In celebration of International Compost Awareness Week, I’m revising some local composting options, including one that is often not recommended. Maybe because it’s illegal. Like me, many of you may not be familiar with International Compost Awareness Week, but apparently it’s almost as long as I am – starting with the Composting Council of Canada in 1995. Some of you may not even know what composting is, and me would love to break it down for you here; With a limited word count and a desire to convince you to start composting, I’d rather refer you to the New Hanover County Extension Office website ( 2-) 8th-is-compost-awareness-week /) for the what and how. Instead, I’ll focus on the why and where.


Composting has been a focus of my Boot Scrap company since late 2019 when we first reached out to Riley Alber at Wilmington Compost Company in hopes of a collaboration that could divert the organic waste generated by our local film studio, Screen Gems. Alber taught us all about the science and importance of taking garbage and turning it into gardens. Months later, he connected us to a team of bright green minds in need of video content when they started a composting and gardening program at Winter Park Elementary School. A year later, and now that program – Garbage to Gardens – is spreading to a number of other schools in the county. It teaches kids about their waste: where to go, where to go, and how they can even use it to grow their own food in the future. To be honest, apart from the innate joy of playing in the dirt and a learned appreciation for microorganisms, the message does not initially resonate with every child. but that’s understandable. Saving tax dollars and the planet is an acquired taste. This means that composting not only saves us weight in our garbage bags and space on our landfill, but also helps in reducing rainwater, carbon sequestration and vegetation health in the backend. And all you really have to do is throw your organic waste in a different bin than your trash can. If you can, keep your food waste in a freezer so that the waste isn’t odorless and pests don’t get into your home.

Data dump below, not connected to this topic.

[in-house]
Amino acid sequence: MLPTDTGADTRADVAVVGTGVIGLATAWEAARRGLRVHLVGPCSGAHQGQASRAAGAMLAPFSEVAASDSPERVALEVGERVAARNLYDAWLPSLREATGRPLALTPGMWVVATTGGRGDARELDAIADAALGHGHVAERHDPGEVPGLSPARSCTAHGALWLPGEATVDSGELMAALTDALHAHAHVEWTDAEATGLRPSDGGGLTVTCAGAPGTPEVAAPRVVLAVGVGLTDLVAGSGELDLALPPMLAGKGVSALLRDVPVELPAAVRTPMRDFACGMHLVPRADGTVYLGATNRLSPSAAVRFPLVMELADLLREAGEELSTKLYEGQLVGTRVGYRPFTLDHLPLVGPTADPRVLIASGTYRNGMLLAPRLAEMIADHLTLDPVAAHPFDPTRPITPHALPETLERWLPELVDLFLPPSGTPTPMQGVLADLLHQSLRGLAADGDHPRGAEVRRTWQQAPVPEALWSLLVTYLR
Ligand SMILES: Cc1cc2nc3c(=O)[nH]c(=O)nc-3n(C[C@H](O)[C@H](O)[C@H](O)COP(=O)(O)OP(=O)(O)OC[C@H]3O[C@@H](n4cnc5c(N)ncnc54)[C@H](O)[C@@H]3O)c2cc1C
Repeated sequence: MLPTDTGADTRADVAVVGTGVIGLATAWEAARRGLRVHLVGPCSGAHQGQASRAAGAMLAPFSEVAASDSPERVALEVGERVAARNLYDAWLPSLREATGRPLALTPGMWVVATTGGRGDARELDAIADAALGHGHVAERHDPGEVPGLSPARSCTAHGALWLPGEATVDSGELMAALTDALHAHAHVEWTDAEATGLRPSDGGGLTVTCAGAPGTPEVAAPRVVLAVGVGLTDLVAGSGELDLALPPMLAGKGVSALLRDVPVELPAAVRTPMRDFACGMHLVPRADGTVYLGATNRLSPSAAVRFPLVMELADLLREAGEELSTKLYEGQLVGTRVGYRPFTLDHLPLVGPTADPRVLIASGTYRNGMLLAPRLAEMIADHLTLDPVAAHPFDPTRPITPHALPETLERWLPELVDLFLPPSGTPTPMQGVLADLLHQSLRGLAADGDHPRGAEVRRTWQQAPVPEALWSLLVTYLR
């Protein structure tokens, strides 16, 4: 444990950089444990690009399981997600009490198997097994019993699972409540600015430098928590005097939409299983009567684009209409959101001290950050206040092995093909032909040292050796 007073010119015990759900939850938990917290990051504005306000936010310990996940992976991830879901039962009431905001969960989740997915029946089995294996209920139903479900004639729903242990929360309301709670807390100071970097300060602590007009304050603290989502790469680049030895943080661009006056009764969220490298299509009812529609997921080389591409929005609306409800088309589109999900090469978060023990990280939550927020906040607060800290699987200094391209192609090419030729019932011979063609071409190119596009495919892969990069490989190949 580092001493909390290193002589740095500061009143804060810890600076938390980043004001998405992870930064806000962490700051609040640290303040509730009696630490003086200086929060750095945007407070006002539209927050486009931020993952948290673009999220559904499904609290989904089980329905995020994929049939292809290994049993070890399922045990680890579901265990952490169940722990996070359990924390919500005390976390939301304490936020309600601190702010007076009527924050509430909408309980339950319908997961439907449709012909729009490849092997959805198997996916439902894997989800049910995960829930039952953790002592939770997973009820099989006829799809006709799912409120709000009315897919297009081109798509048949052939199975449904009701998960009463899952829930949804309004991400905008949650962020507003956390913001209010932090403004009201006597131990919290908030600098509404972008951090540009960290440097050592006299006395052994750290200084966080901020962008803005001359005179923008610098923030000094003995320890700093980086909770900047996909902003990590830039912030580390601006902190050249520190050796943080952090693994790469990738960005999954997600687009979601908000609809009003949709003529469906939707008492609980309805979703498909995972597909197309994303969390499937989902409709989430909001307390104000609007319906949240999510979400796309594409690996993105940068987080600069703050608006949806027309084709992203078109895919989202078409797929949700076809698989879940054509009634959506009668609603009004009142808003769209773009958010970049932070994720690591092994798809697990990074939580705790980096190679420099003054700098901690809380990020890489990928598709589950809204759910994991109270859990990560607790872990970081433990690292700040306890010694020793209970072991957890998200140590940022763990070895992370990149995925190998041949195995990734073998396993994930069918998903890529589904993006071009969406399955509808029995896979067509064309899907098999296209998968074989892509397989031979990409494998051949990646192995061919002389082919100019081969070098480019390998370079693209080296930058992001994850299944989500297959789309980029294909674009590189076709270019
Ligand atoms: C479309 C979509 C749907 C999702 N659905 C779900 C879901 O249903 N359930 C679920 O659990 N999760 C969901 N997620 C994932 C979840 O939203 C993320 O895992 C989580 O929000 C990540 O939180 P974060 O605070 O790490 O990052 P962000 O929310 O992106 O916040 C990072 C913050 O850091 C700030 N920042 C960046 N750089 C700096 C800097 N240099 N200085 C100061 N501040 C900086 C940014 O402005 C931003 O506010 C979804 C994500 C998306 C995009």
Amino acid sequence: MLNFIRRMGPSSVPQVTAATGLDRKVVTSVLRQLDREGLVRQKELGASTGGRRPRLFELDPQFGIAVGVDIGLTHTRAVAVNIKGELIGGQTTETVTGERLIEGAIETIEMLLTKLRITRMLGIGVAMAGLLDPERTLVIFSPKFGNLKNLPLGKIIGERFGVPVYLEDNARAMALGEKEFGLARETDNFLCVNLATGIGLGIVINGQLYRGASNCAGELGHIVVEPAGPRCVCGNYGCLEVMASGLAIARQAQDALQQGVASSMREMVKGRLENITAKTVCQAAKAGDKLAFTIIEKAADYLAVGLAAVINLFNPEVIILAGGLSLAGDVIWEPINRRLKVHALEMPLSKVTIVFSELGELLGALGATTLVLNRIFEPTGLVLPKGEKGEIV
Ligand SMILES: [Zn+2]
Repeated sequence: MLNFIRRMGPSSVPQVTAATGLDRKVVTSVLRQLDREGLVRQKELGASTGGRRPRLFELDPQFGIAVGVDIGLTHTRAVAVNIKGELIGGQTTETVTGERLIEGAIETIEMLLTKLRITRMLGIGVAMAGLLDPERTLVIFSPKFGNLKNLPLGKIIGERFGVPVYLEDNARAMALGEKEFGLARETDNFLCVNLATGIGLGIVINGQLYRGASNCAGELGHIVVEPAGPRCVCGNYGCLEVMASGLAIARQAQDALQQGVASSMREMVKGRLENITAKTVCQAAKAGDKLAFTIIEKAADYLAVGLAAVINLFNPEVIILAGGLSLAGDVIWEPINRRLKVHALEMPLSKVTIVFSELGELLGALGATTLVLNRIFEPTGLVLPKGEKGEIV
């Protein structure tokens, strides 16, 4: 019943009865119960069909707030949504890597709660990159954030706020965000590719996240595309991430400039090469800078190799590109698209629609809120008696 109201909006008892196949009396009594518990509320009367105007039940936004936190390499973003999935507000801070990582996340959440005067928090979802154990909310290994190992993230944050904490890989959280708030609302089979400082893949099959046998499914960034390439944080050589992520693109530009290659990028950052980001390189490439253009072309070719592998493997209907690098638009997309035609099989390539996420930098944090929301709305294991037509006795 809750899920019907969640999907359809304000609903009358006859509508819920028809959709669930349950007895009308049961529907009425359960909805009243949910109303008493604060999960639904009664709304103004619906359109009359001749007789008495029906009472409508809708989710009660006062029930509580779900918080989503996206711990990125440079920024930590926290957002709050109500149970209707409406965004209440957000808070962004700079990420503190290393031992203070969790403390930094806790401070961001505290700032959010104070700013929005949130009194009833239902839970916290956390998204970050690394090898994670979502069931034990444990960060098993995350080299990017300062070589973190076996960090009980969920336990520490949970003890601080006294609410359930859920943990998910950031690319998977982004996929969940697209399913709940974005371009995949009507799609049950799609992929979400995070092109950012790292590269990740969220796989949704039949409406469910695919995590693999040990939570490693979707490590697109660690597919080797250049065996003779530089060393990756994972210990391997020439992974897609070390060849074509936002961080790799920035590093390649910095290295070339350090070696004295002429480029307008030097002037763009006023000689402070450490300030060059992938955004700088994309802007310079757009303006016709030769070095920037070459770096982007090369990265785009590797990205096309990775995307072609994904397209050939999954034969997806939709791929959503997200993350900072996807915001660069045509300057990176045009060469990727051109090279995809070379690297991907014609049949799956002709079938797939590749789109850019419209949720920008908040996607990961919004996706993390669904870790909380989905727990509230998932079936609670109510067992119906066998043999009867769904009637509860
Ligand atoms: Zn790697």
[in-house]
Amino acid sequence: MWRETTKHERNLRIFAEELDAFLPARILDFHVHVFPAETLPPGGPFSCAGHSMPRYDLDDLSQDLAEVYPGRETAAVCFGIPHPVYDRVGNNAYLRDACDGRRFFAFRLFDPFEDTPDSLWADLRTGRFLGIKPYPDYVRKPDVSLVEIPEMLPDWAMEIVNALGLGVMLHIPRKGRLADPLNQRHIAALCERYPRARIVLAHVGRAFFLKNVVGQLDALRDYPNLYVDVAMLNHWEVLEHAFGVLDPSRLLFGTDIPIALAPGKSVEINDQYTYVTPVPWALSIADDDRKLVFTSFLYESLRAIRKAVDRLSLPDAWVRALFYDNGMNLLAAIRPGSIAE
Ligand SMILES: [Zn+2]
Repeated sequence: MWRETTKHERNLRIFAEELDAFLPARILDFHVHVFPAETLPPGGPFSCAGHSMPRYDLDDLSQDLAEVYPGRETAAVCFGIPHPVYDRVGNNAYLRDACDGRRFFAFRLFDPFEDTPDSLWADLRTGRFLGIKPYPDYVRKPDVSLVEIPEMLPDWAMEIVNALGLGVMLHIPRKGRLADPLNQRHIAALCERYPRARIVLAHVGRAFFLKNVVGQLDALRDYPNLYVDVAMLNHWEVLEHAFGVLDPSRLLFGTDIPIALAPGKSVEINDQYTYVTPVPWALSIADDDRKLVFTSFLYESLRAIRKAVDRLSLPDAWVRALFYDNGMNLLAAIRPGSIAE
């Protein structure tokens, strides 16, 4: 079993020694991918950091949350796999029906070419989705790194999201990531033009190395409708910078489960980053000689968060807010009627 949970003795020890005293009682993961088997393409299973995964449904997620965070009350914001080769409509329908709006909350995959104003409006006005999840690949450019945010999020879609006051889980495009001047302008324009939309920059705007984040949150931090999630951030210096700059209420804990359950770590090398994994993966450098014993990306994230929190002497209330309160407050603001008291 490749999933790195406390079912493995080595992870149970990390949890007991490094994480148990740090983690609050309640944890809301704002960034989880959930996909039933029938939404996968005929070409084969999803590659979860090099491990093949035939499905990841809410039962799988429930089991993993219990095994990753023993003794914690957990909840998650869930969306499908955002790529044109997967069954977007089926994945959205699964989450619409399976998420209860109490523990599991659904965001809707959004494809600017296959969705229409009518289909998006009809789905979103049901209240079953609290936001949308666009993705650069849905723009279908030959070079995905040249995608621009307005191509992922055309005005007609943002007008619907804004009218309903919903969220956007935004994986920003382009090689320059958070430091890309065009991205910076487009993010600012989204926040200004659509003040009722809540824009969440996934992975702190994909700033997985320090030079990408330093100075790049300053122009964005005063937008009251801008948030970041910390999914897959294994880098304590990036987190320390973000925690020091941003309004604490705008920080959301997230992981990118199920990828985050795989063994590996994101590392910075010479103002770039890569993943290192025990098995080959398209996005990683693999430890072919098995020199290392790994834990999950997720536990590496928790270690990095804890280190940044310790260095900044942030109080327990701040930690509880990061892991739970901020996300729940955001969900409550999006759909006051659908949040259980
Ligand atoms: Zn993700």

So you start by separating your organic waste. What are your options? There are essentially four here. You can sign up for the Wilmington Compost Company’s collection service in residential areas, use the county’s landfill compost collection program (there is also a mobile collection service called “Hazwagon” for this program), start your own backyard compost, or – fourth, but possibly first – Take your leftovers to a nearby community garden. I want to encourage the use of community gardens here as this is not only the most comfortable and sustainable, but certainly the most therapeutic of our options. You can reduce your food waste, participate in a garden and community, and even get lunch from the earth while you are there. However, a 2015 city policy for community gardens banned dumping of household food scraps due to odor and pests. In reality, this is only a problem if the compost heap is poorly managed. Proper mixing and rotating should prevent these undesirable events. In stark contrast to this recommendation from the Old City, composting should be a requirement in our community gardens, and the landfilling of organic household waste in our communities should be encouraged – especially for the food-abandoned populations in the city center. It is a sad truth that many community gardens, especially in such areas, have ceased to exist over the years. But it is a happy truth that there is always life in the ground and always hope in a community. A community itself is, of course, a garden; I just need some love and resources like compost to thrive.

Blair Houtz

Blair Houtz is the producer of the local production company Boot Scrap, which works with the arboretum for videos, events and public relations. The Arboretum, 6206 Oleander Drive, Wilmington, is free and open daily from 8 a.m. to 5 p.m.